kaashif's blog

Programming, software freedom and Unix


What is LaTeX?

You probably have not heard of LaTeX before now. If you have, then it is likely that you have no idea what LaTeX is, save for a vague feeling that it relates to documents in some way. By the end of this short post, you will not only know what LaTeX is, but be able to understand why people use it, and what its advantages are. While you probably won’t switch to LaTeX immediately, you might

be able to see yourself doing it if you ever have to write a non-trivial document. Non-trivial means, in this context, something longer than a few dozen pages, or something requiring a considerable amount of formatting which may take a while in your WYSIWYG editor of choice.

What is LaTeX?

LaTeX is a document preparation system, in the words of latex-project.org. That seems a bit vague, so I’ll say that it’s the name of a system involving two things: the writing of source “code” files in the LaTeX “language” and the compilation of that source into a final, prepared document. So you’d have your text file (referred to as LaTeX source) which may look something like this:

\documentclass{article}
\title{My Article}
\author{Me}
\date{\today}
\begin{document}
\maketitle
This is my document.
\end{document}

Then you’d run a LaTeX compilation command, like pdflatex myarticle, resulting in something like this:

The result

The result

Why use LaTeX?

It appears very pointless and silly to install a suite of document preparation programs and learn how to use a very large set of typesetting commands just to be able to write documents. Despite what you may think, it is not. LaTeX confers several advantages to the document writer.

The process of writing a document then compiling it divorces formatting and content. This means that, if you just want to write a 10,000 word essay, you will only have to type the 10,000 words into your favourite text editor and you won’t have to worry about faffing around with fonts, margins and whatnot. You might argue that the defaults in a WYSIWYG office program (such as LibreOffice Writer) are good enough that you won’t have to faff around anyway. You’d be wrong. When you are writing a title, for example, you must first center the text, make it bold or underlined, maybe increase the font size. This is all pointless and gets in the way of creating the content, which is what actually matters. With LaTeX, you write all of the content then worry about formatting. Even better, you could leave that to someone else.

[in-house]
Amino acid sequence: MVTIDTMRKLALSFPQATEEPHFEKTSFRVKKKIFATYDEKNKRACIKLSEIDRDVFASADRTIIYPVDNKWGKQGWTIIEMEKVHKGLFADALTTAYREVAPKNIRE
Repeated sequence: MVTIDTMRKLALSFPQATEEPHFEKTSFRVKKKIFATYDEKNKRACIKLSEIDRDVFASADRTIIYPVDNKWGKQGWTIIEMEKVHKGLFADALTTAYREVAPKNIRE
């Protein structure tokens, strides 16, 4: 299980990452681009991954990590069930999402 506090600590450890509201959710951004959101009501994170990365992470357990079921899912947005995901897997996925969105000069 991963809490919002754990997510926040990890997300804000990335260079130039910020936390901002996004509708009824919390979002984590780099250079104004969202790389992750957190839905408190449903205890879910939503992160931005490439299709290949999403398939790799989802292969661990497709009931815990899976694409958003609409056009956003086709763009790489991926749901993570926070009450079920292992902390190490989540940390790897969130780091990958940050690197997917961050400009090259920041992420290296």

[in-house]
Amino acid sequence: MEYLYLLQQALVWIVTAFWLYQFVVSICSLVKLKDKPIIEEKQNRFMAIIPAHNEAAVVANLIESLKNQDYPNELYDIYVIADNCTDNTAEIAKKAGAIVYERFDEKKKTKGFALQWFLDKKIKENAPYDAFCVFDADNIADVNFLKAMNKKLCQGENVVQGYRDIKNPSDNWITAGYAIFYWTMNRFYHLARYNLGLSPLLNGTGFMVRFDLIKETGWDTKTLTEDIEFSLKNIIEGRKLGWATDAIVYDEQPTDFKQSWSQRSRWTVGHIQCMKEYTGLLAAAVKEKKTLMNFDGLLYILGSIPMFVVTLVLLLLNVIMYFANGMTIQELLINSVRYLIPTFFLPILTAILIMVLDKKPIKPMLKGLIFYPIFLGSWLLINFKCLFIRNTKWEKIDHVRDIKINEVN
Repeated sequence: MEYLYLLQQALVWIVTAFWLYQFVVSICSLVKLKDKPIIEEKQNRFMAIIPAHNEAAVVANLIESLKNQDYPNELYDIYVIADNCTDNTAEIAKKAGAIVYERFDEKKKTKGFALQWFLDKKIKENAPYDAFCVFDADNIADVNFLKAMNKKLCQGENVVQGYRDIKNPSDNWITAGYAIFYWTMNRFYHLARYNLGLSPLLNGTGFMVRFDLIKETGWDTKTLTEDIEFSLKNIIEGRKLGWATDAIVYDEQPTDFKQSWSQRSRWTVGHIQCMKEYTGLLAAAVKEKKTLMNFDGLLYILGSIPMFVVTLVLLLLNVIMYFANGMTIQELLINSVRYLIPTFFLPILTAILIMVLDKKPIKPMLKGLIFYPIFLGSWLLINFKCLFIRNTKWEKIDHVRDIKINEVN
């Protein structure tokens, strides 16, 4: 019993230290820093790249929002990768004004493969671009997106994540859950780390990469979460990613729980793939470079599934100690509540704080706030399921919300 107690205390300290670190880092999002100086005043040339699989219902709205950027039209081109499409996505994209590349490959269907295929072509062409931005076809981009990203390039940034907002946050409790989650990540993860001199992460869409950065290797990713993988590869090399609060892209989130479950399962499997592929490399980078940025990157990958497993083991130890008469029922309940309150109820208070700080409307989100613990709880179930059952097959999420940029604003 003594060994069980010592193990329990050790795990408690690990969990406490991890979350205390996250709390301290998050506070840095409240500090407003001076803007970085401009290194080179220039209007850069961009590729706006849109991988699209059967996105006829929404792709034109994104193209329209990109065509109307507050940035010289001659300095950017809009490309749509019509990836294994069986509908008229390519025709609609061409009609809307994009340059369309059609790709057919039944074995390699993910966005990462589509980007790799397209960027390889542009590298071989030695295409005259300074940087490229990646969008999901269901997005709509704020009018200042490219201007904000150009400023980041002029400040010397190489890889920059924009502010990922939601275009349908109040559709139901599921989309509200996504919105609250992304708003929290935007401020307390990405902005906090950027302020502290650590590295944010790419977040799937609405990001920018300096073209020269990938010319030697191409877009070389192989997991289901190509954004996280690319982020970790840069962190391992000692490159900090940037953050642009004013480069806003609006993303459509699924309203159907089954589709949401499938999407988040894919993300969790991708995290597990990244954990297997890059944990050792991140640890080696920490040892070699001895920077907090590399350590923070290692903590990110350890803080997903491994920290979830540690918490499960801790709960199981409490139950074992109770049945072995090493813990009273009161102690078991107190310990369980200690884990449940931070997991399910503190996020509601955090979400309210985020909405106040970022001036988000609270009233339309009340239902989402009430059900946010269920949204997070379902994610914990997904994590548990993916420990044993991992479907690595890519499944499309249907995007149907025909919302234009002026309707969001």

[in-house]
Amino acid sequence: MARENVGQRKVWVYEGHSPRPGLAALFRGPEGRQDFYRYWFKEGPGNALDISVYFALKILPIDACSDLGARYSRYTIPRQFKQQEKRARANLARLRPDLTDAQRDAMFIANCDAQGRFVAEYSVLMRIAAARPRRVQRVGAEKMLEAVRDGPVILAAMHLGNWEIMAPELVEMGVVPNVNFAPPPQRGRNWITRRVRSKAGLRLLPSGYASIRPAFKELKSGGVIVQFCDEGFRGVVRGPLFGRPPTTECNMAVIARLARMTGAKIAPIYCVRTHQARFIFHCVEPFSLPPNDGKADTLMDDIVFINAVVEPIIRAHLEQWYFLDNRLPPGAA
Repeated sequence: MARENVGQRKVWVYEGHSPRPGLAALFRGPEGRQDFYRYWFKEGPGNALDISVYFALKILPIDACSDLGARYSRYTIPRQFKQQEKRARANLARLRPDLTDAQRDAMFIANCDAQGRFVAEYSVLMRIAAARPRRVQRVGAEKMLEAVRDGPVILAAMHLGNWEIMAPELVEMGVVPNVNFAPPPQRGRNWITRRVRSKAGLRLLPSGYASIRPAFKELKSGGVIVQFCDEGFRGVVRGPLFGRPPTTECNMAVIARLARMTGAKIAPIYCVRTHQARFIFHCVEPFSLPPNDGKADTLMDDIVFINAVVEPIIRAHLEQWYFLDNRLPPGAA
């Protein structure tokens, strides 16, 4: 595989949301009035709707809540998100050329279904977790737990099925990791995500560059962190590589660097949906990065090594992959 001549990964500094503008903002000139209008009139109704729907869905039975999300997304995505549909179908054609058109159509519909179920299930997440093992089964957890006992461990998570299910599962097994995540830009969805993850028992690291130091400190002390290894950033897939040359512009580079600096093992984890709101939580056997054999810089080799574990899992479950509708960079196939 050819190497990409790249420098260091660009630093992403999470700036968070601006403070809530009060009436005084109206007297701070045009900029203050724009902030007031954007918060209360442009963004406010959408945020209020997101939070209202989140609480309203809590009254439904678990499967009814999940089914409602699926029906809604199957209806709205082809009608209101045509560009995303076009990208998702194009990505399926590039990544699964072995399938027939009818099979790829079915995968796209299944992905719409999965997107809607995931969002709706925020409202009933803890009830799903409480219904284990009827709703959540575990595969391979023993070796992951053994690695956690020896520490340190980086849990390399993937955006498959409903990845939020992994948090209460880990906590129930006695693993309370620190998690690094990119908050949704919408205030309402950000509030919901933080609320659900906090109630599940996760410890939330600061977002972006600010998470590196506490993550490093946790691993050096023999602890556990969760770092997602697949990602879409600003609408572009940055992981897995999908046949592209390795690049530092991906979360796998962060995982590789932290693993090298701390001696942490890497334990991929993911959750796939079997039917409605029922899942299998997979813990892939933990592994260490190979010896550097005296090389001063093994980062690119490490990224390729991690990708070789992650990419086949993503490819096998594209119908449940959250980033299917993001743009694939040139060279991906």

The clear divide between source files and final documents allows you to write one source file and compile it into any of a variety of formats. This is not possible with formats such as Microsoft’s OOXML. It is impossible to 100% accurately convert documents to and from this format. That is a rather extreme example, but it is clear that the plain text standards (ASCII, Unicode) are completely open and that thousands of plain text editors exist. This allows you to write LaTeX source in whichever editor you want, and to compile it into whichever format you require, whether it be PDF, HTML, PostScript, or any other format.

The vast number of packages available for LaTeX online is staggering. Visiting the LaTeX website tells you that packages for everything from mathematical formula rendering to bibliography generation exist and are available freely. In LibreOffice Writer, for example, to create a section, you’d have to create a human readable line of text with some sort of formatting to distinguish it from the surrounding text. In LaTeX, you’d use a section command, like so:

\section{Why I love LaTeX}
Reasons.

\section{Why I hate clouds}
More reasons.

These commands are machine-readable, thus readable to the LaTeX compiler you are using. This means it is possible for a list of sections, subsections and subsubsections to be generated - this uses a simple \tableofcontents command from one of LaTeX’s packages. The flexibility and power of LaTeX becomes obvious when you start dealing with generating glossaries and indexes of thousand-page books.

How do I learn LaTeX?

I’m not going to write a sub-par LaTeX tutorial just for the sake of it. It’d be a waste of both my time and yours. Instead, I’ll point you to this site, which is a far better intro to LaTeX than I could ever write. There is also substantial documentation of many LaTeX features on that Wikibook, making it useful as a reference as well as a tutorial.